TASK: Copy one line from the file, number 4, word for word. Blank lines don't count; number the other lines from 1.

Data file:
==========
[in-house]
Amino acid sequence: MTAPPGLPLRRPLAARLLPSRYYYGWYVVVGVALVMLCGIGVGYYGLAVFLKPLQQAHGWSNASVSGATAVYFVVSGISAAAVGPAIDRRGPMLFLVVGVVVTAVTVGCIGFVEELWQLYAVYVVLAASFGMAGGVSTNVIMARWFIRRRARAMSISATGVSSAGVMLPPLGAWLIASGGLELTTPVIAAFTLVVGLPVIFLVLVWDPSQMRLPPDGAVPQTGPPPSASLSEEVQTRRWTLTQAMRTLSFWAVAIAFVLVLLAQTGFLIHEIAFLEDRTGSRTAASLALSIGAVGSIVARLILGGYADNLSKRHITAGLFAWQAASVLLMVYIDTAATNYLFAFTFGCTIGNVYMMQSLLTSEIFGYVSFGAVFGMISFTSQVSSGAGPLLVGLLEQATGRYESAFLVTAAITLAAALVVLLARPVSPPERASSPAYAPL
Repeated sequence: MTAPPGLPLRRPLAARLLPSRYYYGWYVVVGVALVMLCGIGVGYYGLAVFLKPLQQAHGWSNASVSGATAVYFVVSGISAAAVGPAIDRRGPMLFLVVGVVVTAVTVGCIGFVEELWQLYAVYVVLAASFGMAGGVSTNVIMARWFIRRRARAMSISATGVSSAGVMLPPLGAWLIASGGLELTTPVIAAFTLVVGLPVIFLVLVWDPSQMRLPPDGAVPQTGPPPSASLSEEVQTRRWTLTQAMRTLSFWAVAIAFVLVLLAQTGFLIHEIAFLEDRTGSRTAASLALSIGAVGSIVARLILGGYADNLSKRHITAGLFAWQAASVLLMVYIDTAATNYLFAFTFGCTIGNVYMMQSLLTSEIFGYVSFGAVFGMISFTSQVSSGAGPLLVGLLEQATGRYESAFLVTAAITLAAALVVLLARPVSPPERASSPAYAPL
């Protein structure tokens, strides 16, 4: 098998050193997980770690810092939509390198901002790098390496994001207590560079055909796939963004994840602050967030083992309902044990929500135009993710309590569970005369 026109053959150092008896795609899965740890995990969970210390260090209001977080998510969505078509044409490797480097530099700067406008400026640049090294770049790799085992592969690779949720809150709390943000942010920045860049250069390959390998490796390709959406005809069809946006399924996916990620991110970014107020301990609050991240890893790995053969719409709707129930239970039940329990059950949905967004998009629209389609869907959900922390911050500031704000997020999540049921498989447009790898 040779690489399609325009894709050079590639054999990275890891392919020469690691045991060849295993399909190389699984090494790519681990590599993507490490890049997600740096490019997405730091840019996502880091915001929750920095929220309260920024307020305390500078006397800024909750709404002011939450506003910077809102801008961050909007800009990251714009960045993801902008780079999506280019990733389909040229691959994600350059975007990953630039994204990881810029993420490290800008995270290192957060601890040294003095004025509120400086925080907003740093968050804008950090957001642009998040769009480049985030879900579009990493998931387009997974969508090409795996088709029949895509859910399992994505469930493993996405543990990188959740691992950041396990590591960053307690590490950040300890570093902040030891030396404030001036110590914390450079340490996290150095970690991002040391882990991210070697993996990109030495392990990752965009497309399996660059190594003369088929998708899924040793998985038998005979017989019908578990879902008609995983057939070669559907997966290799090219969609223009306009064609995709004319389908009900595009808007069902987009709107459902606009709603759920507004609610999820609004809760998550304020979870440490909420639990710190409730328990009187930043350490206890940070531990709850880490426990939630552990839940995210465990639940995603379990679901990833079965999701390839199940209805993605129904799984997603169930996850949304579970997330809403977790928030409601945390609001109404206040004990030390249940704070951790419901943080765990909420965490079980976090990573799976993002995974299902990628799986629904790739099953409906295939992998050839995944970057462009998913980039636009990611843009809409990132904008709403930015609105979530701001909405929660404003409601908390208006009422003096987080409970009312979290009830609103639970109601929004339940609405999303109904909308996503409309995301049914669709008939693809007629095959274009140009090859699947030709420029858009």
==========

């Protein structure tokens, strides 16, 4: 098998050193997980770690810092939509390198901002790098390496994001207590560079055909796939963004994840602050967030083992309902044990929500135009993710309590569970005369 026109053959150092008896795609899965740890995990969970210390260090209001977080998510969505078509044409490797480097530099700067406008400026640049090294770049790799085992592969690779949720809150709390943000942010920045860049250069390959390998490796390709959406005809069809946006399924996916990620991110970014107020301990609050991240890893790995053969719409709707129930239970039940329990059950949905967004998009629209389609869907959900922390911050500031704000997020999540049921498989447009790898 040779690489399609325009894709050079590639054999990275890891392919020469690691045991060849295993399909190389699984090494790519681990590599993507490490890049997600740096490019997405730091840019996502880091915001929750920095929220309260920024307020305390500078006397800024909750709404002011939450506003910077809102801008961050909007800009990251714009960045993801902008780079999506280019990733389909040229691959994600350059975007990953630039994204990881810029993420490290800008995270290192957060601890040294003095004025509120400086925080907003740093968050804008950090957001642009998040769009480049985030879900579009990493998931387009997974969508090409795996088709029949895509859910399992994505469930493993996405543990990188959740691992950041396990590591960053307690590490950040300890570093902040030891030396404030001036110590914390450079340490996290150095970690991002040391882990991210070697993996990109030495392990990752965009497309399996660059190594003369088929998708899924040793998985038998005979017989019908578990879902008609995983057939070669559907997966290799090219969609223009306009064609995709004319389908009900595009808007069902987009709107459902606009709603759920507004609610999820609004809760998550304020979870440490909420639990710190409730328990009187930043350490206890940070531990709850880490426990939630552990839940995210465990639940995603379990679901990833079965999701390839199940209805993605129904799984997603169930996850949304579970997330809403977790928030409601945390609001109404206040004990030390249940704070951790419901943080765990909420965490079980976090990573799976993002995974299902990628799986629904790739099953409906295939992998050839995944970057462009998913980039636009990611843009809409990132904008709403930015609105979530701001909405929660404003409601908390208006009422003096987080409970009312979290009830609103639970109601929004339940609405999303109904909308996503409309995301049914669709008939693809007629095959274009140009090859699947030709420029858009």